Pizza Problems… (You win some, you lose some)

We are a pizza family. My husband who adores pizza and I adore him, so I have excepted his little obsession. I can work with pizza. For a long time we were pizza-and-a-movie-every-Friday-night people. Doug loves a thick crust extra cheese from LaRosa’s, where I crave a veggie lovers from Donato’s (yummy green olives from edge to edge). We would often bounce around from restaurant to restaurant: if they delivered and I had a coupon they’d be on the top of the list.  That was until we moved to our country home where only one pizza place delivers. We got kinda sick of the same thing every week and our ritual fell away.

I was really excited when I came across a pizza recipe in my new America’s Test Kitchen Recipe Book (Season 12). I envisioned making the dough a few days before a Friday. Our ritual would be back and except now it would be homemade -from scratch! And, my honey would groan that I am such a wonderful cook and the best wife ever. (OK, so maybe just a “this is really good babe”).

Like my first trial from this cook book, Chicken Fricasse, I watched the episode via DVD about 113 times. They made it look so simple. It called for only 6 ingredients and the folding of the dough happened in the food processor (I have one of those!). So I ventured down Kroger’s baking aisle looking for bread flour, a first time purchase. I was excited.

2 cups of bread flour
2 teaspoons of sugar
1/2 tsp of instant or rapid-rise yeast
1 1/2 cups ice cold water
1 tablespoon vegetable oil
1 1/2 teaspoons of salt

First three ingredients into the food processor: Bread flour, yeast, and sugar. Pulsed until mixed.

pizza1Then, I popped on the top on to the food processor, turned it on, and added the ice cold water slowly.

pizza2I pulsed just as the directions had told me.  Let it sit 10 minutes. Then, I added the oil and salt, and blended about 45 seconds. It started to gather to one side and I was afraid to overwork it. So I called it done here.
pizza3I prepped the counter with some vegetable oil to kneed the dough, but as you can see from the picture it was very sticky and a huge mess. I was supposed to knead the dough for about 1 minute, but it was so sticky and it felt, well, wrong. This was where I was like Oh, crap.
pizza4I brought Doug in at this point get his opinion, but he didn’t seem bothered by look of it. So, I plopped the gooey mess into an oiled bowl, covered with saran wrap and put it in the fridge for 24 hours (the minimum). I was planning to make this pizza for my Dad and stepmother who were in town and coming to see us, but now I knew that I might have to create a back-up plan for our dinner guests. Isaac was a big help playing me some background music…ya know, to keep me calm.
pizza7After 24 hours, Doug and I checked the dough. He was all for trying it, but I was nervous to serve it to people, so we waited for Sunday night dinner when it was just us. Honestly, I was about to throw this sucker out and try again, but Doug decided to jump in and see if he could salvage it. He loves his pizza.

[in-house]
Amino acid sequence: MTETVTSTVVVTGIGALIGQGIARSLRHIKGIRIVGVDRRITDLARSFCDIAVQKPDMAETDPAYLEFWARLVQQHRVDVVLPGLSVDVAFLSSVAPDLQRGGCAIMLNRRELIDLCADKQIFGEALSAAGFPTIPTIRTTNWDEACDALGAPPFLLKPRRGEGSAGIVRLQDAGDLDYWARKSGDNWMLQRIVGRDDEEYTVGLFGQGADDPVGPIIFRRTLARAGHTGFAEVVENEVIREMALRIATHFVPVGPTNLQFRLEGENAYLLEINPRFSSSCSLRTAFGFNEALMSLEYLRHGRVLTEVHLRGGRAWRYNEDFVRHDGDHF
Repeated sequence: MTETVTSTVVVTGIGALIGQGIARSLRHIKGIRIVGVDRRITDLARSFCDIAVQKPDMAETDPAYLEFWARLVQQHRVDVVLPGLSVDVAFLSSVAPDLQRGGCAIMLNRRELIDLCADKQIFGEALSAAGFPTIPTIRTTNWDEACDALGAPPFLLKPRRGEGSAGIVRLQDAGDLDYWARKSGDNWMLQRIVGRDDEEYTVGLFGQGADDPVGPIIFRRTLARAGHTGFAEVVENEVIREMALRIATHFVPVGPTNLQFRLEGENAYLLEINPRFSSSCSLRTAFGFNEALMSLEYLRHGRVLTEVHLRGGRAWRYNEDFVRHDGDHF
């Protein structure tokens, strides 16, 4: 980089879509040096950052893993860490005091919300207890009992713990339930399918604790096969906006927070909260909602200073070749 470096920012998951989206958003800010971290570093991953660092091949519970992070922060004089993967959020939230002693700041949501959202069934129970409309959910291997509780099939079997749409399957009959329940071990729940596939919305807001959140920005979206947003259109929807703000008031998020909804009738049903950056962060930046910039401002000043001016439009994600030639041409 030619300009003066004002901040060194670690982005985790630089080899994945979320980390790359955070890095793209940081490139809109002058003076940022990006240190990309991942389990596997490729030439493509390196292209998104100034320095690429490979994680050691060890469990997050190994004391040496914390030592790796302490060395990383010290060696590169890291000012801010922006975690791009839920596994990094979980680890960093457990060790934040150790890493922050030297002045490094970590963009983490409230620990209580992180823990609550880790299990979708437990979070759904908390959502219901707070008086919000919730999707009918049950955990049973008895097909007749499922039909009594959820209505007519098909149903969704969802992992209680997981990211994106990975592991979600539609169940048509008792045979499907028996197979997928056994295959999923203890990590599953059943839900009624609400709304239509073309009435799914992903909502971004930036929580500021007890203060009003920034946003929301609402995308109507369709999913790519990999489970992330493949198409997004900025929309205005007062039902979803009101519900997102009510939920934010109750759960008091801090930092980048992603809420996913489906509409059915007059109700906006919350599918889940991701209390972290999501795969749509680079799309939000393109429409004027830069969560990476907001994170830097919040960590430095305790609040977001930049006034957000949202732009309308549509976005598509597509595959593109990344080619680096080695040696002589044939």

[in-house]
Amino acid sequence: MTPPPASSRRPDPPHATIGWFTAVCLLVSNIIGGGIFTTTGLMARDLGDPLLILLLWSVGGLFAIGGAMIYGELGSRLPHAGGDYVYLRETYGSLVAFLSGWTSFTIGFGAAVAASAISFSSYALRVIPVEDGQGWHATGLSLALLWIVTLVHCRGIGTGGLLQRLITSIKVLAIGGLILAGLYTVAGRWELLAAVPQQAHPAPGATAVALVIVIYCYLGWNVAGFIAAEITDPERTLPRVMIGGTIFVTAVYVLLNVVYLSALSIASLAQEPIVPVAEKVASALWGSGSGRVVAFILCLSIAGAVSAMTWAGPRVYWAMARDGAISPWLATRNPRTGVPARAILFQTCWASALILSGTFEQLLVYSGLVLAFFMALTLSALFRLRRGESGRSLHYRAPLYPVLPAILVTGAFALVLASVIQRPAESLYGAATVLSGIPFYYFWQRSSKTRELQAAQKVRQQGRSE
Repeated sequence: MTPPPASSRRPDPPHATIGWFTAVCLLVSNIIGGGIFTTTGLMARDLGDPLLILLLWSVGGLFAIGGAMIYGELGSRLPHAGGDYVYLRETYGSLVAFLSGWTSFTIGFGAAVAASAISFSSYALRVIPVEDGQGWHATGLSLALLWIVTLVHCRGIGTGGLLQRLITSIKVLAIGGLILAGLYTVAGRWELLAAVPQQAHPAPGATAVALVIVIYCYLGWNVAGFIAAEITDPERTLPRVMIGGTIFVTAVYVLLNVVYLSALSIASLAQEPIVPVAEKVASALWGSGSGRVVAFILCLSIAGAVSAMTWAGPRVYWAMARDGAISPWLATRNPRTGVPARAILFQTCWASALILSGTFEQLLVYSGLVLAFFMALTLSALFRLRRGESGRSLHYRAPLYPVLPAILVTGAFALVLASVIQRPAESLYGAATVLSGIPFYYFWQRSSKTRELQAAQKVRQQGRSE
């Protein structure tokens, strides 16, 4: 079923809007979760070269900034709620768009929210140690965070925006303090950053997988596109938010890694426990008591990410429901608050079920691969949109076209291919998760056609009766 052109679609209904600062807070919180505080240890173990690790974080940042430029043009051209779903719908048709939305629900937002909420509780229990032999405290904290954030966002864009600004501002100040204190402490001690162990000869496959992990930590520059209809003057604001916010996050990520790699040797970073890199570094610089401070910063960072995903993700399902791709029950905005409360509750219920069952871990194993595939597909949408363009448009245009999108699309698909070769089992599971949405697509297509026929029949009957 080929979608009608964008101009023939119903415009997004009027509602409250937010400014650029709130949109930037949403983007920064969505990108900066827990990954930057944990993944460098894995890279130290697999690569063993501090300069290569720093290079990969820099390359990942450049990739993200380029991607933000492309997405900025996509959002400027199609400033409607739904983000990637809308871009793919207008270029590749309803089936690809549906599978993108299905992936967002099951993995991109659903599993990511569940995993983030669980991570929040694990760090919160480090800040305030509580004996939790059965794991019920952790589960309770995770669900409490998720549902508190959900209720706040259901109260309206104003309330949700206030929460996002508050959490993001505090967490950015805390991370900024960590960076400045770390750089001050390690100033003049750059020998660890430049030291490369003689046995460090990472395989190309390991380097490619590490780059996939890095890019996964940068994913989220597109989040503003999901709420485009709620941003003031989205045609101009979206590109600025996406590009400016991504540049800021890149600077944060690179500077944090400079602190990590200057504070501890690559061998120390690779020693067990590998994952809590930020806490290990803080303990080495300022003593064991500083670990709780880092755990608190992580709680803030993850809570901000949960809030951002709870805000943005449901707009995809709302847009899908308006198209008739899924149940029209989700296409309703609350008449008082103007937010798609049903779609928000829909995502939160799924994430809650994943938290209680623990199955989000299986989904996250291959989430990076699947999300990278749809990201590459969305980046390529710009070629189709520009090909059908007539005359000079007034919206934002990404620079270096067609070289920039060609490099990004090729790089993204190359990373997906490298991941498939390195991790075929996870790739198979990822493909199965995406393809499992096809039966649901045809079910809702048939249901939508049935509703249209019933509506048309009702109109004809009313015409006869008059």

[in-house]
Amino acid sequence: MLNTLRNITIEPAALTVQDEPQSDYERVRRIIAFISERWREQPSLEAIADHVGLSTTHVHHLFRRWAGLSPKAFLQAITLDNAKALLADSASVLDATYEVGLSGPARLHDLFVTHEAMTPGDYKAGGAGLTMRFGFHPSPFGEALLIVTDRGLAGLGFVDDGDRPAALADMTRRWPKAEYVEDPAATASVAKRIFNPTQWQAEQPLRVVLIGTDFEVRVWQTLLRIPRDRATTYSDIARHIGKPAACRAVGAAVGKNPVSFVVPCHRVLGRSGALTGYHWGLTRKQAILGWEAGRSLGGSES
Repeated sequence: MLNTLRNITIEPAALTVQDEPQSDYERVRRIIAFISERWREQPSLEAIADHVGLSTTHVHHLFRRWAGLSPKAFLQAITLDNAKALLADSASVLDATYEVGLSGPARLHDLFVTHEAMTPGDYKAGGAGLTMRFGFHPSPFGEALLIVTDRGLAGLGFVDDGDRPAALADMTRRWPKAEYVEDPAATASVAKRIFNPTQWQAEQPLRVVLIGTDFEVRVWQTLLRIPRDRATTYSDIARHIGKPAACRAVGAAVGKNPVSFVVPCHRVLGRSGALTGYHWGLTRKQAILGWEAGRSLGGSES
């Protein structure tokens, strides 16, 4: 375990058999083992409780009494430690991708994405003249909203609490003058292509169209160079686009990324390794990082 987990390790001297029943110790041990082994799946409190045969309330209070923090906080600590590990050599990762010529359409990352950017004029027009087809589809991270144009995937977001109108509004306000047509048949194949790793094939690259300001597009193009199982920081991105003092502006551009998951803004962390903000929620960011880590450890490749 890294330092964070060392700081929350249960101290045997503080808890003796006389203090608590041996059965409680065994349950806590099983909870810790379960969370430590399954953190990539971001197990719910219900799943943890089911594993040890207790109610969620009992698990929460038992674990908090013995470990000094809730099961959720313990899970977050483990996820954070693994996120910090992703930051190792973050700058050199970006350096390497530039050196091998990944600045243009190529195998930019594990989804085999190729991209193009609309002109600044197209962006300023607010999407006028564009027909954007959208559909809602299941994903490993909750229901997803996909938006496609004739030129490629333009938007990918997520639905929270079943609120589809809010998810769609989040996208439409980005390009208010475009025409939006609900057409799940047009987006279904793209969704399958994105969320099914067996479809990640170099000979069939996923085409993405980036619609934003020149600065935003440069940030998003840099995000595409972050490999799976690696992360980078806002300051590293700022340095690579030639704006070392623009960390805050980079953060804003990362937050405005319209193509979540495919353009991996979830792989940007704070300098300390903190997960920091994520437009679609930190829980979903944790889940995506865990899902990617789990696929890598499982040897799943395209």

pizza6So, he added some flour and kneeded that dough like a man. I set it out to rise for an hour. Not looking so bad here.
pizza8Doug then proceeded to shape the dough, you know to make it like a pizza pie. It was not working… at all. The dough would bounce back to toward him. If you could hear the audio during this picture, it would be me laughing hysterically and saying “I failed!” Doug was still pressing on, though, with the fight to save the dough!
pizza9 He added sauce and cheese and cooked that little failure of mine. Oh, my. Oh, vey. Dasvidaniya! This is NOT what it looked like on ATK. We baked it for 10 minutes.


It came out looking, well, edible. But, I was definitely skeptical.

pizza13Until we cut that baby up and tasted her. It was not too bad. Not great, but not as bad as I had expected back when the dough was bouncing around.
pizza14I have not yet given up on this recipe. I plan to try it again, and even again. It wasn’t hard or very time consuming. I am sure America’s Test Kitchen had to try a few hundred times to get the recipe right, so I’ll take a mulligan on this one.

Yeah, I actually did make a successful pizza this week… an English Muffin Pizza. Easy. Perfection.

Preheat the oven to 425*
Open English muffin
Add sauce and toppings
Bake 8-10 minutes


It doesn’t get easier than this, people!
pizza16And… they tasted like perfection. In all my years of nannying why I have I not made these for my kids? I will definitely be making these again.

You win some, you lose some.

2 thoughts on “Pizza Problems… (You win some, you lose some)

  1. Judy Hershey

    Yeah, pizza dough is pretty stretchy. Did Doug try tossing it in the air to get the circle bigger. :) But really the dough is pretty forgiving once you can get it past that sticky stage. If a hole tears in it while you are trying to stretch it out, you can just pinch it back together and continue. Actually it seems to me that the last time I made dough from scratch that a rolling pin and slow steady pressure worked pretty well in getting it to stretch out and stay. And if it keeps recoiling, then you just act like you intended it to be a thick crust pizza!!

  2. projectmomma Post author

    Ha, Judy, he did throw it in the air! I just realized making this that we don’t have a rolling pin. I must get on before round 2 of this recipe!


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